Inauguration Day 2013 (image courtesy of the First Lady's twitter account)
Monday's inauguration went off without any serious hitches. Sure, there's some Tuesday morning quarterbacking. It turned out that Beyoncé lip-synched the national anthem. Michelle Obama might have directed a sarcastic look at John Boehner during the post-inauguration luncheon. That could be a Supreme Court justice nodding off during the proceedings.
But the District's Department of Transportation (DDOT) couldn't have been happier.
"See that?! See that?! NO, not that great coat, the bike lanes!!!" the agency tweeted, referring to a photo of the First Couple walking on the Pennsylvania Avenue bike lanes.
The photo, which was circulated by the First Lady's Twitter account, quickly made waves among bike advocates.
"Obama Becomes First Prez to Walk Down a Bike Lane on Inauguration Day," read a Streetsfilms headline. One wishful bike blog took it a step further:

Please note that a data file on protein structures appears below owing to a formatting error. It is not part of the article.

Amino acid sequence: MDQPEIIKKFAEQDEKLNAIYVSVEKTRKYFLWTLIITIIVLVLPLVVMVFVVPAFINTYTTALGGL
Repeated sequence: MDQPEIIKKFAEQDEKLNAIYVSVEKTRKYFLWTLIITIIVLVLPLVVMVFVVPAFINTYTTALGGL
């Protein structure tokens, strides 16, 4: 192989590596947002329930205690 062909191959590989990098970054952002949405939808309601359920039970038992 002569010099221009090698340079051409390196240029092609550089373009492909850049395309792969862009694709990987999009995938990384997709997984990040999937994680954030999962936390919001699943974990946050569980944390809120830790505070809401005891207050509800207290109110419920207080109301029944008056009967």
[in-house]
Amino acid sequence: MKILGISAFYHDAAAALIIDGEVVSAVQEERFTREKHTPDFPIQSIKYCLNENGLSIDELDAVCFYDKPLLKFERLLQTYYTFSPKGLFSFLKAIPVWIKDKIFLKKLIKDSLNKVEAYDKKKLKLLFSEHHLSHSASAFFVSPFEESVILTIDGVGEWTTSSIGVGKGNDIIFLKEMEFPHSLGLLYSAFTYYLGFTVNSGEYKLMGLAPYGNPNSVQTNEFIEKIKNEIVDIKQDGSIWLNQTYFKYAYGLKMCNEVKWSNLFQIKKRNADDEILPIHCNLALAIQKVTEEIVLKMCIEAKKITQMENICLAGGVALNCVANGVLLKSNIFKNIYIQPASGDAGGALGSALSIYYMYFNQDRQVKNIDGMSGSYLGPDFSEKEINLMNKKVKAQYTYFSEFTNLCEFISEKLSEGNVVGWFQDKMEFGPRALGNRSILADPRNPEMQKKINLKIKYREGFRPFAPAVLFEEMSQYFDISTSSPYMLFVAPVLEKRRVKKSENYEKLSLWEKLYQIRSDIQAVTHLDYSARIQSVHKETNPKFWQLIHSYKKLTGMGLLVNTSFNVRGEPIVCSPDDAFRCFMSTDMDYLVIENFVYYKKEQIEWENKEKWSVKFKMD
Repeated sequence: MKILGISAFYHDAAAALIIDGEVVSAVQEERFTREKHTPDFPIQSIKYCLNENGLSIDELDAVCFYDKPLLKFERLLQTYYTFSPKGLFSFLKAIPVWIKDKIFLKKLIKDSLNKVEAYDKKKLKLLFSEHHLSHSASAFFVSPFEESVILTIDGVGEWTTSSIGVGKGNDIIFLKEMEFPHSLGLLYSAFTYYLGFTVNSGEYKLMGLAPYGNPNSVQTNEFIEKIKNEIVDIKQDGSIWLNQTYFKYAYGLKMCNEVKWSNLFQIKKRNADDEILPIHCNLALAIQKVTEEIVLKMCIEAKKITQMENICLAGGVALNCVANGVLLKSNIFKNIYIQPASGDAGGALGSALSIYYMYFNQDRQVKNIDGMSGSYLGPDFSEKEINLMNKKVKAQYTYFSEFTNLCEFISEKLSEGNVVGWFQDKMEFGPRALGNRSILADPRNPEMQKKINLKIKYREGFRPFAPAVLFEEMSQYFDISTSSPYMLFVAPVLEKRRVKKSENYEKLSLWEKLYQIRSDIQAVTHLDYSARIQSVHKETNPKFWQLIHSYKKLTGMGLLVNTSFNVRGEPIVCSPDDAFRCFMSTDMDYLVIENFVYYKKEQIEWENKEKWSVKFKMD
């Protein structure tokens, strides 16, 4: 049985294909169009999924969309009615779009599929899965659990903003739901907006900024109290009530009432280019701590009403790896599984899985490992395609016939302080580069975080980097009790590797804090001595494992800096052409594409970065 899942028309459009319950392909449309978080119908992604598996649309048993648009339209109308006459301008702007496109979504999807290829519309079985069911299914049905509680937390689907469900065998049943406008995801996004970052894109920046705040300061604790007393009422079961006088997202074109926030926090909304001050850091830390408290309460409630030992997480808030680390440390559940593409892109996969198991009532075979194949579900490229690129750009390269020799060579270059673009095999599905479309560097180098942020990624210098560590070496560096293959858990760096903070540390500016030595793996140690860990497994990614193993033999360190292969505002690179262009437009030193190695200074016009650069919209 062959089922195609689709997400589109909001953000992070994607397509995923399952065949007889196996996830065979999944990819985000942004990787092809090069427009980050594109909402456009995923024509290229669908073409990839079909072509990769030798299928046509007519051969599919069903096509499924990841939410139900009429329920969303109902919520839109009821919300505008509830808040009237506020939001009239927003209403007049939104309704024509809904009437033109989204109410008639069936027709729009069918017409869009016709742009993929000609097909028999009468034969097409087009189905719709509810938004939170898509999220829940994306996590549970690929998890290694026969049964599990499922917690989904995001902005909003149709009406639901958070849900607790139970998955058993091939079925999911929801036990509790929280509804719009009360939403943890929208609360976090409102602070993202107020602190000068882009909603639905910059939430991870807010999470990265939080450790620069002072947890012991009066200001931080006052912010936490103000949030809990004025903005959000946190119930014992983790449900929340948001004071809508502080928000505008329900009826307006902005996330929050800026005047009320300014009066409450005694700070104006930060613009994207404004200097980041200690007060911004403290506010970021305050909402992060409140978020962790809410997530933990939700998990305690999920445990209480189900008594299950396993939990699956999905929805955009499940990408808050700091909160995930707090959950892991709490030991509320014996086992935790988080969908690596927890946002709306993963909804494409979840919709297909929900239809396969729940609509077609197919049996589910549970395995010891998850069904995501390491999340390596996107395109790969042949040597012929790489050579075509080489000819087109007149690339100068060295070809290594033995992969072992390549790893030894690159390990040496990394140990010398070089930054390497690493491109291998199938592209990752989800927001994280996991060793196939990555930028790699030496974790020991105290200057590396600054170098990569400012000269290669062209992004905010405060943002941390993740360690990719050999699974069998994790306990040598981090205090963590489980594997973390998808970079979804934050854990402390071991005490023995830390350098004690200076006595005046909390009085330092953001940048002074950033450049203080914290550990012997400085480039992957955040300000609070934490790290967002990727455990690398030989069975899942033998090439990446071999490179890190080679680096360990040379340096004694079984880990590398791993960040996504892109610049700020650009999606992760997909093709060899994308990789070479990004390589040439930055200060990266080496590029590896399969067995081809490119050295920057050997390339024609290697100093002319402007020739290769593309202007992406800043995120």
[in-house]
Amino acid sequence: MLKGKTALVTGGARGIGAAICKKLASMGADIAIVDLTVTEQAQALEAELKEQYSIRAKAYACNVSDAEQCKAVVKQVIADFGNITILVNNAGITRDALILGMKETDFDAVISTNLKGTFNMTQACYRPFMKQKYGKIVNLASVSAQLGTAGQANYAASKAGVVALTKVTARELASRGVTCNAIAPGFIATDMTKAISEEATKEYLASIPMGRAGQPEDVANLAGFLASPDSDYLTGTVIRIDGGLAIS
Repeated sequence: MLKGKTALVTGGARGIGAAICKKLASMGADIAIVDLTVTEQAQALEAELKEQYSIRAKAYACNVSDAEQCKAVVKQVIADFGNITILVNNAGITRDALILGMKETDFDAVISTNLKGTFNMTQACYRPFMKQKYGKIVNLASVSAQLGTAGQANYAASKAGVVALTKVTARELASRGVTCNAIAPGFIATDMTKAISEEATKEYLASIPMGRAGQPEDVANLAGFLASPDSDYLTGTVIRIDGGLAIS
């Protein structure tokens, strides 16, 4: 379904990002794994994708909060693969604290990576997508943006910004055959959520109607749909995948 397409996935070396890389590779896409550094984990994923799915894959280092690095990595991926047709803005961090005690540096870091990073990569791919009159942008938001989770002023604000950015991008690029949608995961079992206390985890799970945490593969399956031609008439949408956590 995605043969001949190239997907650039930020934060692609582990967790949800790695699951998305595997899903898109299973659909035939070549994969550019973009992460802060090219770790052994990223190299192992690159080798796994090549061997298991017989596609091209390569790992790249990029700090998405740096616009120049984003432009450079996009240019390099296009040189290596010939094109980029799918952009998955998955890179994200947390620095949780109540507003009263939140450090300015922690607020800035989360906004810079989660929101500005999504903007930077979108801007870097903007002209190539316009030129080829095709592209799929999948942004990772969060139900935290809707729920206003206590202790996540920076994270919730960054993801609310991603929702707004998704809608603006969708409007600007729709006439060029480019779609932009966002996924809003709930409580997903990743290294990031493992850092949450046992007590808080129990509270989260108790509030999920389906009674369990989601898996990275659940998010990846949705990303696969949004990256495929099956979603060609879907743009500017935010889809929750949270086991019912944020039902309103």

"One of the things that we were most proud about was that the inaugural parade was the chance to show off our bike lanes on Pennsylvania Avenue," said DDOT spokesman John Lisle. The lane, which was installed in 2010, did not exist during the last inauguration.
Lisle added that about 600 bikes were parked in the DDOT's bike corrals and bike parking lots as well -- a lower number than the 1,000 bikes parked during the 2009 presidential inauguration -- but then again, Capital Bikeshare didn't yet exist.
A DDOT bike corral on 17th and K (photo by Eric Gilliland via flickr)
As it turned out, fewer people rode Capital Bikeshare than expected. According to Lisle, there were 4,572 total trips on Inauguration Day -- but 5,772 the day before.
Meanwhile: D.C.'s Metrorail recorded 779,787 trips during the 2013 inauguration. That's about 70% of the ridership reached during the 2009 inauguration.
The transit agency chalked up the lower crowds to Monday's federal holiday, which cut down on work commuters.
Cowds outside of L'Enfant Plaza Monday afternoon after the temporary closure of the gates (photo by Jonathan Wilson/WAMU)
(with reporting from Martin DiCaro)